Our Life & Ministry in the village of Obule, Uganda.
1 Thess. 2:8
Thursday, April 30, 2020
How are we doing?
I am not sure how to begin this blog, but I have been asked if we are ok seeing I haven't written in a while. I have been writing a blog in my head for the last few weeks. I want to start by saying I am not trying to complain but need to be real and I desire to share. And over all things, I do trust God and put my faith in Him. He is in control. He is trustworthy and true. I desire His will above all for His glory. I know this, I just have feelings to navigate too. This is when faith needs to be an action.
With that said, the last six weeks have been really hard. We came to Michigan the end of January to get help and healing for our family. Just over a month later the corona virus took away all the help we needed. The loss we are experiencing is on top of months of hardship. We are sad - grieving. I want to scream, "It's not fair!" We need school, family, friends, church, activities...for our healing. Seems the enemy's arrows keep coming our way. So thankful we are victorious children of God! I feel the heaviness of months of hardship and it leaves me quite empty.
Being missionaries adds another level of loss. Living in a village, we are used to being alone and having a quiet life, but we look forward to a change and special things when we are in Michigan. It was all taken away. There is no next year for our kids for school, Gems/Cadets, sports, friends, family, Spring Break and Easter here. We are thankful to be in a very nice house for lockdown, but it is not our home, our things. For some people this lockdown has slowed down their lives, I feel like ours got busier with homeschooling four children and taking care of a newborn. I don't really do anything or go anywhere but school, baby, games, a walk outdoors IF the weather is nice and meals seem to fill each day.
We are also concerned for our friends, church, ministry partners...our "family" in Uganda. They have hard lives everyday and now with the lockdown, threats of the virus and locust plague they could seriously suffer. We miss them and our home. Just this week my friend and neighbor gave birth to twins - one dead and one alive. I want to be there for them, with them. It makes me feel very far away. We are stuck in Michigan on many levels. We are still healing, all boarders are closed with the pandemic, and courts are closed so the adoption finalization is on hold. There are so many unknowns.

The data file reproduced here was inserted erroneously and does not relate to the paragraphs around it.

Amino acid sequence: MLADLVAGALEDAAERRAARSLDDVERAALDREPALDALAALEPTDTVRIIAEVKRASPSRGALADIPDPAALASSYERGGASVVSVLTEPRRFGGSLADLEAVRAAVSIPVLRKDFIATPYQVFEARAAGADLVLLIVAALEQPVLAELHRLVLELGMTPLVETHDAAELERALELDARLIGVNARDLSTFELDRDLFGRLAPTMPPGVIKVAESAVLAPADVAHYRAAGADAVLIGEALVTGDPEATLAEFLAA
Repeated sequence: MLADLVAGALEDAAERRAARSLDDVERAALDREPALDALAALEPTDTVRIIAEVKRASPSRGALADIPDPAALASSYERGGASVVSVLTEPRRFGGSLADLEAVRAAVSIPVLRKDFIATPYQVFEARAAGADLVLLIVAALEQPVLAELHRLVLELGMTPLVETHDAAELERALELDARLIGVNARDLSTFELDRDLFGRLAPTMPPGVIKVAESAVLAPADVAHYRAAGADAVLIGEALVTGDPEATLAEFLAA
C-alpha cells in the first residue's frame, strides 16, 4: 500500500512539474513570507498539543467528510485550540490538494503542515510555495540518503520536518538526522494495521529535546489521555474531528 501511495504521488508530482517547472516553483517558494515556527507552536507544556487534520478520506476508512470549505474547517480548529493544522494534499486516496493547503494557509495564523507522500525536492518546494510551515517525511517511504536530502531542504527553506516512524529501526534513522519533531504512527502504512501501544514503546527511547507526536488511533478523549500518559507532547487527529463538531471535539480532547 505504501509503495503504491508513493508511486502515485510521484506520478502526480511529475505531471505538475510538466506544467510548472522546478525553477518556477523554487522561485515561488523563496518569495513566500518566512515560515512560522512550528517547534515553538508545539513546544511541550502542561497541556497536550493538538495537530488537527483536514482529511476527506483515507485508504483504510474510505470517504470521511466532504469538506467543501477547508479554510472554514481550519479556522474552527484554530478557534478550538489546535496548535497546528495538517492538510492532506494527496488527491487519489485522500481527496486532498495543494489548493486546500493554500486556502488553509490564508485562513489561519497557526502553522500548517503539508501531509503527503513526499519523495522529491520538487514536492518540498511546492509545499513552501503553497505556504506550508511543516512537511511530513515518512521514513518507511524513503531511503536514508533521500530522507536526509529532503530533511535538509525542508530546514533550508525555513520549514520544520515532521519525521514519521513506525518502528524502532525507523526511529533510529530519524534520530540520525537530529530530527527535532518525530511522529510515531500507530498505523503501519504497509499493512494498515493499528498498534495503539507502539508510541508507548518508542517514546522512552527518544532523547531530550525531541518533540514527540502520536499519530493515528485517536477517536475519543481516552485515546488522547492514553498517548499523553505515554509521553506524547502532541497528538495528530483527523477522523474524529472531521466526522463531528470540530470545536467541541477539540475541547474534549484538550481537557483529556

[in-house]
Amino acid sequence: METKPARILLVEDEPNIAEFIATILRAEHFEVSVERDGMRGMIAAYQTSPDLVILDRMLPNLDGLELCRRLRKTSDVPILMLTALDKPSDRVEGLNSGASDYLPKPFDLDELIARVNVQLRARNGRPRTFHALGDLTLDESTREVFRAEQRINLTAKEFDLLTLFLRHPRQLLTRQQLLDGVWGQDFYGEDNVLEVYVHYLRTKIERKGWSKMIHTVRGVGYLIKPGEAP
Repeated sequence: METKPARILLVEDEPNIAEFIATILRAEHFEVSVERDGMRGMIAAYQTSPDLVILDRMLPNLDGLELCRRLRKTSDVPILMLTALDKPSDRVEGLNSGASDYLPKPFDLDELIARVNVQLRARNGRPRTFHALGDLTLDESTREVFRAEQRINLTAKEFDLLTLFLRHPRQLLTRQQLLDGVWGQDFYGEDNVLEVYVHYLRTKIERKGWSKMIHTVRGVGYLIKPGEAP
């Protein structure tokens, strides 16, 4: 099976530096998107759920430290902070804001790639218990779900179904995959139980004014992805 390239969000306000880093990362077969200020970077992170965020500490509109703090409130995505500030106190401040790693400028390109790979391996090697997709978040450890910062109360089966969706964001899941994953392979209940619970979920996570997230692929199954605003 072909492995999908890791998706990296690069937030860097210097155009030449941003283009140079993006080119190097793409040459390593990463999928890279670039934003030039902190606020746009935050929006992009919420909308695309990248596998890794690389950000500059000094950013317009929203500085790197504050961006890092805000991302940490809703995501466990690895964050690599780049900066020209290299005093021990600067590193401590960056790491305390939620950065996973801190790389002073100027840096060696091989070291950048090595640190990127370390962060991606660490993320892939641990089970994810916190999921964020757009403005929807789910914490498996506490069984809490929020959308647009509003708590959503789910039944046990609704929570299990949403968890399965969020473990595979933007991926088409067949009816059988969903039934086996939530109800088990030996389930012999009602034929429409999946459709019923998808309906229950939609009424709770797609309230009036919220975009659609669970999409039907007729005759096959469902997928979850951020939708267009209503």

I realize that we are safe, healthy and even in a comfortable place and I am thankful for these blessings. I acknowledge that our trials are not as big as the suffering some people are experiencing with the corona virus. However, I have learned that though our suffering is smaller it is still real and it still hurts.
As I watch all that is happening with the virus and lockdown, I am hit with different thoughts. I am thankful people have to slow down, be with their families, and depend on God. But that is our lives every day on the mission field. I don't say that in a prideful way. I guess maybe people here can understand a little bit more how we feel as missionaries through this lockdown. On the mission field you are isolated, don't have all the conveniences, there isn't really entertainment or extras, no, you can't be with your extended family, you miss out on things, lonely, homeschooling, uncertainties, learn to really depend on God when everything else is taken away, learn to trust God in new ways... I also see how America sees safety and comfort as a right. Having lived overseas and having traveled for almost 20 years now, I can tell you a lot of the world is not like that. Much of the world is more familiar with suffering, hardships and survival. Here in America we are want safety and to be comfortable at all costs. Ok, we all do and it is human nature, but so many don't have that privilege. I know there is wisdom in how our leaders and all of us reacted to the virus, but much was also motivated by fear.